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Discovering Andalucia


Andalucía, with its combination of flamenco, Moorish architecture, tapas, and of course, the siesta, resembles what foreigners think Spain is more than perhaps any other part of the country. Though Andalucía has far more to offer than could fit in a single article, including a number of natural wonders and spectacular beaches, below are a few highlights – particularly in the realm of history and architecture - especially worth visiting regardless of the season.

Puente Nuevo, Ronda - Image: Oliver Kendall

Puente Nuevo, Ronda

Image: Oliver Kendall

Malaga and Ronda: Beaches, Bridges and Prehistory

Famous for its beaches, Malaga is considered a summer destination for a reason – though it boasts a lovely cathedral and Moorish castle, it’s a bit lighter on history than some of its counterparts. It is, however, often the beneficiary of cheap flights during the off season, and well connected by bus and train to the region. Particularly close to Malaga, for example, is the town of Ronda, whose iconic bridge has made it a year-round destination for tourists. Built on opposite sides of a vast ravine, the centuries-old Puente Nuevo spans the gaping maw of the El Tajo gorge and connects both charming sides of the largest Pueblo Blanco (Andalucía is famous for its series of “white towns” in which virtually all the buildings are similarly whitewashed).

Malaga Beaches

Malaga Beaches

In a region dominated by spectacular remnants of Al-Andalus (the more than half-millennium period of Islamic rule of the southern Iberian Peninsula during the Middle Ages), one attraction about 30 minutes outside Ronda harks back to a somewhat earlier period. Visitors who arrive at the Cueva de Pileta after calling in advance to make a reservation should not be disappointed to find what appears from the outside to be merely a small hole in the cliff. The cave includes spectacularly-preserved paintings from three distinct periods, dating back as far as 40,000 years. In groups of no more than 20, since larger groups would elevate the temperature and damage the paintings (thus the reservation), visitors will be treated to a lantern-lit tour that combines natural wonder with a rich infusion of prehistory. The family that manages the cave - descendants of the man who found it several generations ago – are more comfortable in Spanish than English. But they put on an interesting and informative tour, which makes clear how dedicated they are to the cave and paintings they steward, and the guests who visit (sparing readers the details, I strongly recommend that anyone who leaves their rental car next to the hill on a windy day remember the parking brake).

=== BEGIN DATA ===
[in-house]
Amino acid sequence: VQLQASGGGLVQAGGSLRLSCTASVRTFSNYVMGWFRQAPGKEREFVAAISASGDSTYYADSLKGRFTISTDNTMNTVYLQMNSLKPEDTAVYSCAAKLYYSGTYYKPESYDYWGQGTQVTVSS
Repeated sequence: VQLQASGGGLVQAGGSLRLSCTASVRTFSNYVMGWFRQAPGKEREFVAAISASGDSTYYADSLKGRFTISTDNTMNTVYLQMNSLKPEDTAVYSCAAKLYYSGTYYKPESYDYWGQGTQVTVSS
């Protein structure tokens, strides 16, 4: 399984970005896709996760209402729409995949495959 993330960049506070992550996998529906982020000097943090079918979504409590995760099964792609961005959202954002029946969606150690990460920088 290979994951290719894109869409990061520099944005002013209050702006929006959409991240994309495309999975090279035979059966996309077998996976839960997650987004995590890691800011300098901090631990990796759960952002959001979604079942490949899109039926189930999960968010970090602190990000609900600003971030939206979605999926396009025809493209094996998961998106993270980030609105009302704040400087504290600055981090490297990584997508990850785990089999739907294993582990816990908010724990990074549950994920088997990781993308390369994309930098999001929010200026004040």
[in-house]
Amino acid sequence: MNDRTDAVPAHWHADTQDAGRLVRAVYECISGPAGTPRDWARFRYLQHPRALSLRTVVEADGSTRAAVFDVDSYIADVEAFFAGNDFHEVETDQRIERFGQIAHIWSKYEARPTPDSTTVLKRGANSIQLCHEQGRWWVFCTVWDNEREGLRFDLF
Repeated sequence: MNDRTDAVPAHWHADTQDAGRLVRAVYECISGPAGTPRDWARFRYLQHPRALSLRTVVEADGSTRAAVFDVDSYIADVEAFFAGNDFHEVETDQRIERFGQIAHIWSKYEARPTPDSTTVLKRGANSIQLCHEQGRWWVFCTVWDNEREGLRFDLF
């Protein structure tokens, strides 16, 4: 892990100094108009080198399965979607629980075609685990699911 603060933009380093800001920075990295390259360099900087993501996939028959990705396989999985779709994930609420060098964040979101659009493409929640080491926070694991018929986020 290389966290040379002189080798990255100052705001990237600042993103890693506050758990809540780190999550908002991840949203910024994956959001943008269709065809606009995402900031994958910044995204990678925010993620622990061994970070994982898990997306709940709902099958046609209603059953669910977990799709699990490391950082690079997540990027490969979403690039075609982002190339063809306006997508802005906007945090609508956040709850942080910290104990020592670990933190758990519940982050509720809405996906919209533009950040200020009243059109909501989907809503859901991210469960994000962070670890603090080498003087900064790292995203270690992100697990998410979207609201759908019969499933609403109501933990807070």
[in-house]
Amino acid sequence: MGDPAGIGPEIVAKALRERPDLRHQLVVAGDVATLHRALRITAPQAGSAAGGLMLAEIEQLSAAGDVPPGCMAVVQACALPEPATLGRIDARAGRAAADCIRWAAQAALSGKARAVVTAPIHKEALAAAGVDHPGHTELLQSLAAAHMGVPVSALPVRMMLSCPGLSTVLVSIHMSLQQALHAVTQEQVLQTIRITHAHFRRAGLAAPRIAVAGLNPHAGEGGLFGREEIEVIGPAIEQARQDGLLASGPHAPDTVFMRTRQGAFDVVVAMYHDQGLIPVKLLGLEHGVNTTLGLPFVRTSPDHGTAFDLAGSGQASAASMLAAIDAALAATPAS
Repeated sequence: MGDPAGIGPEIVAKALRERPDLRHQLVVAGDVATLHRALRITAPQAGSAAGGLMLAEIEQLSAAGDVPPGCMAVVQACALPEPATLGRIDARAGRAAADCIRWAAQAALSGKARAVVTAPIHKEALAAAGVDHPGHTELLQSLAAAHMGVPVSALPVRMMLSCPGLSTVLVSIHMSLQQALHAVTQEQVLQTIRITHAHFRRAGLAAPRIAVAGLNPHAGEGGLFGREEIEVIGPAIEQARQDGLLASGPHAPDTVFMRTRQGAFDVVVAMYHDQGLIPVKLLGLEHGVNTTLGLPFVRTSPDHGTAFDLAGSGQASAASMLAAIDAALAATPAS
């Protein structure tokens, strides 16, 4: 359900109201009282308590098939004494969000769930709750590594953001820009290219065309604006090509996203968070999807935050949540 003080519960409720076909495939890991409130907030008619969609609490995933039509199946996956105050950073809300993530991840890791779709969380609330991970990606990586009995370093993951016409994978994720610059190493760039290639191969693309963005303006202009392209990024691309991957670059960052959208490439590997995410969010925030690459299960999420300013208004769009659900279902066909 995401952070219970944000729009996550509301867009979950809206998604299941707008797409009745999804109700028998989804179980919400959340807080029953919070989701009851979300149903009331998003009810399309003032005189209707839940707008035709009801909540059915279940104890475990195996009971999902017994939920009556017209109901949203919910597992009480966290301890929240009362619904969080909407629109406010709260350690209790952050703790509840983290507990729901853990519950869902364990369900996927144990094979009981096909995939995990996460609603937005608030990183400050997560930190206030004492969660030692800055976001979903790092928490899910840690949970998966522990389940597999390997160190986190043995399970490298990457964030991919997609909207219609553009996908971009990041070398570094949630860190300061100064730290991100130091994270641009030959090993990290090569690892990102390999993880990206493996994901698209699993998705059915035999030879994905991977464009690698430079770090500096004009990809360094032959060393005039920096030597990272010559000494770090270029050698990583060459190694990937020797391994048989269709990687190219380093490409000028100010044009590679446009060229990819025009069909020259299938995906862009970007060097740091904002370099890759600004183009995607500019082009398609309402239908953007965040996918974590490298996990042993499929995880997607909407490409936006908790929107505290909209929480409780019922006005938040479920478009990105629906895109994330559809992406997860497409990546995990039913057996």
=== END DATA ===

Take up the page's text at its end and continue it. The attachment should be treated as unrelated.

Cordoba Cathedral - Image: Oliver Kendall

Cordoba Cathedral

Image: Oliver Kendall

Cordoba: The History of Three Empires

Just over two hours north lies another small but historically rich city. Cordoba was once the capital of the Caliphate after already existing previously as an important city in the Roman Empire (the birthplace of Seneca, in fact); evidence of both historical periods is alive and well. A large Roman-era bridge spans the river, and joins the remains of a Roman temple in another part of the city as relics of that particular empire. The crown jewel of the city, though, is the Cordoba Mosque Cathedral, located in the Jewish Quarter (which is itself worth perusing). After Cordoba was conquered by Muslims in the 700’s, the mosque was built atop a Visigoth church that previously existed at the site. Several hundred years later, after Cordoba’s reconquest by Spanish Catholics, the mosque was converted into a cathedral. It exists today as a fascinating combination of the two architectural styles, featuring a vast array of columns and arches common to mosques, and higher roofs, chapels and glittery alter pieces more common to cathedrals.